Putting all this together, we have the first draft of a new curriculum with four basic components.

Let us now drill down into the figure and see what lies inside each box (see the diagrams below).

If we open the technology box, we see that there are four fundamental areas that shape human society, namely energy, agriculture and bio-sciences, materials and of course computers. Each successful commercial enterprise must be driven on any one of the core technologies. So for tomorrow’s visions to take shape, management students today need a solid grounding in the technical and commercial aspects of these technologies.

In the area of quantitative techniques, we begin with data analytics, a combination of descriptive statistics enhanced with database systems and the effective use of spreadsheets. Predictive statistics and simulation get clubbed into modelling. Operations and operations research are addressed through optimization and all this is supported through a roll-up-your-sleeves style computer programming. In today’s digital world, managers must realize that programming is as important as reading, writing and arithmetic were in an earlier era.

Moving into behavioural sciences, managers need to learn not only about consumer and organizational behaviour but also about interpersonal behaviour as evident in clean, crisp and effective communications. Conflicts are inevitable and so a knowledge of business law needs to be extended to include the larger issues of conflict resolution.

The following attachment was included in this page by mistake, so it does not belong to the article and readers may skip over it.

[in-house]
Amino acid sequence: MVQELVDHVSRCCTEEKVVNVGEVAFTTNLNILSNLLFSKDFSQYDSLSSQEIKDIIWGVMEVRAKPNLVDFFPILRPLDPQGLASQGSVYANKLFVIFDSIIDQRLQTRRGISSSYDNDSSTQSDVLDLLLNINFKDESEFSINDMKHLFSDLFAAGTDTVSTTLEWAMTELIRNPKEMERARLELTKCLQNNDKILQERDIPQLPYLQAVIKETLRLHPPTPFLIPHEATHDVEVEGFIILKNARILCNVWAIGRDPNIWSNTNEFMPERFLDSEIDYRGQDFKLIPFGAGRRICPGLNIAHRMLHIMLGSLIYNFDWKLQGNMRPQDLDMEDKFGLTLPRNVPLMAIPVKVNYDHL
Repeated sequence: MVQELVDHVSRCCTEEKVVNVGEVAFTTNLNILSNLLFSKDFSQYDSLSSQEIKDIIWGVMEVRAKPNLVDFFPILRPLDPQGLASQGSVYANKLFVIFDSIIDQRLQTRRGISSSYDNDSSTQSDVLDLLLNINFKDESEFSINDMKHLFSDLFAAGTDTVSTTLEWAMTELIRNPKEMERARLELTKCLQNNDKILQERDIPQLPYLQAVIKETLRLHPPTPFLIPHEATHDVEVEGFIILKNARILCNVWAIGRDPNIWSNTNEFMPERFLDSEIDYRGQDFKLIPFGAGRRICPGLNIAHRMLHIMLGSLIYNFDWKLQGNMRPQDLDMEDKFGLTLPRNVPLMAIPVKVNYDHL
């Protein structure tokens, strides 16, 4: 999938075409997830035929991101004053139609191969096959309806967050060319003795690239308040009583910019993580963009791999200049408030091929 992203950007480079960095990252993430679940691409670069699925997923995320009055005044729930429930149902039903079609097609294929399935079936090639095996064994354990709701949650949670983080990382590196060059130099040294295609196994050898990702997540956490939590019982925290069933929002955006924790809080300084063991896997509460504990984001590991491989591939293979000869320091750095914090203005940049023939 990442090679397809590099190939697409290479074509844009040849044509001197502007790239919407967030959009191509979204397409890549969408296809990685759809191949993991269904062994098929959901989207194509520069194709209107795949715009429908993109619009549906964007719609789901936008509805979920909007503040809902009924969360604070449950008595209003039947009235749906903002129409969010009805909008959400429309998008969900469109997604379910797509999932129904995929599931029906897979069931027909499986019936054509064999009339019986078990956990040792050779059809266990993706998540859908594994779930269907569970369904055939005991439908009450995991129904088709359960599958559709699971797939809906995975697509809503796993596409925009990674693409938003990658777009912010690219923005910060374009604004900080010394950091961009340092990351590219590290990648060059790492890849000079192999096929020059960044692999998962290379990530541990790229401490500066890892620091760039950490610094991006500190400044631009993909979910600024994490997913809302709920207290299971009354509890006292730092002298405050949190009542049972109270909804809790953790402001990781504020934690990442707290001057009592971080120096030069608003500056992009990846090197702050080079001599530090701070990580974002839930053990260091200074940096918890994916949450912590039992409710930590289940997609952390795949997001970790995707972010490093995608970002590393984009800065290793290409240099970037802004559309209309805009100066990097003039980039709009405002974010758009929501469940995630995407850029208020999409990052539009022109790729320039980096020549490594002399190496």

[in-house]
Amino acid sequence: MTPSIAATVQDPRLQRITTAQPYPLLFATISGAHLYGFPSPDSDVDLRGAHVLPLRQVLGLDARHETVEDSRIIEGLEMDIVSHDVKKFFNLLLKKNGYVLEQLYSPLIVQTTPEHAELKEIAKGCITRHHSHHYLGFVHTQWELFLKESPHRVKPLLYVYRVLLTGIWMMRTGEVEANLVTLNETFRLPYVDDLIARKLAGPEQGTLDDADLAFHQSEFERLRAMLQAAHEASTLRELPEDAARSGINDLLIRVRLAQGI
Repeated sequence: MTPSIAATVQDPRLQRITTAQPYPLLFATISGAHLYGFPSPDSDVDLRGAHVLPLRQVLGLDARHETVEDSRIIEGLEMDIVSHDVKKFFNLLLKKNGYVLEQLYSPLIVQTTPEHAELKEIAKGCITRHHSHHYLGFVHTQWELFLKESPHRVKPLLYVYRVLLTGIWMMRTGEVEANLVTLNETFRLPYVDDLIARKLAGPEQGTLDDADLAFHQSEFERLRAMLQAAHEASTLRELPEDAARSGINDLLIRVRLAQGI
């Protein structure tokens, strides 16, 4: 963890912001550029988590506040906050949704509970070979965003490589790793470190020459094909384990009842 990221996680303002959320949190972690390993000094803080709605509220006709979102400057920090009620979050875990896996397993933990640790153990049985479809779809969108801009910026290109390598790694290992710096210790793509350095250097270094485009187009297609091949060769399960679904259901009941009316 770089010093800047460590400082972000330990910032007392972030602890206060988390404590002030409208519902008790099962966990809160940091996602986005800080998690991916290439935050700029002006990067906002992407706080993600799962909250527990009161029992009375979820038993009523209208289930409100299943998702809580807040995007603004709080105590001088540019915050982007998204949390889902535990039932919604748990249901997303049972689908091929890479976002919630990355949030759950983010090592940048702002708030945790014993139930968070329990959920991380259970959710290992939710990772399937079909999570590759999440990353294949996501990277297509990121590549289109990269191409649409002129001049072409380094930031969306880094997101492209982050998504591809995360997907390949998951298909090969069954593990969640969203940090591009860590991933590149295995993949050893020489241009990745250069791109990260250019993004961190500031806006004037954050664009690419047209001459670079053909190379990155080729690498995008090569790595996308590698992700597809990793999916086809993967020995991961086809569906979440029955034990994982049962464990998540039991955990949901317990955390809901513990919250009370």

We finally reach the tip of the arrow and teach business strategy, but this needs to be tied closely to entrepreneurship. While every student need not start his own company, it is the spirit of enterprise that must be inculcated from day one, so that students know how to push forward relentlessly, on their own, without waiting to be told what to do.

But for the good of society, this whatever-it-takes attitude to success must be tempered with an understanding of ethics and equity and the ability to handle the expectations of the political and social environment in which enterprises operate.

Now we have a magic quadrant of 16 compulsory subjects that the student takes in the first year. However, a typical two-year management programme in India requires a student to take 32 subjects and complete 96 credits. So the remaining 16 subjects, drawn from the traditional areas of specialisation, namely, marketing, finance, operations and human resources, can be distributed in the second year. If we are happy with the traditional two-year, four-semester format with a summer internship sandwiched in between, then we are done!

But can we do any better?

This 96-credit requirement in Indian B-Schools is far higher than that required in most well known US B-Schools like Harvard (60), Wharton (63), Haas-Berkeley (51), Stern NYU (60) and Kellogg’s (72). But do all those extra credits really add any significant managerial value to the students? Not really. Management encompasses so many diverse and specialist skills that it is impossible to have a syllabus that will cover everything. So let us not even try, because beyond a certain point we have academic fatigue and the law of diminishing returns kicks in.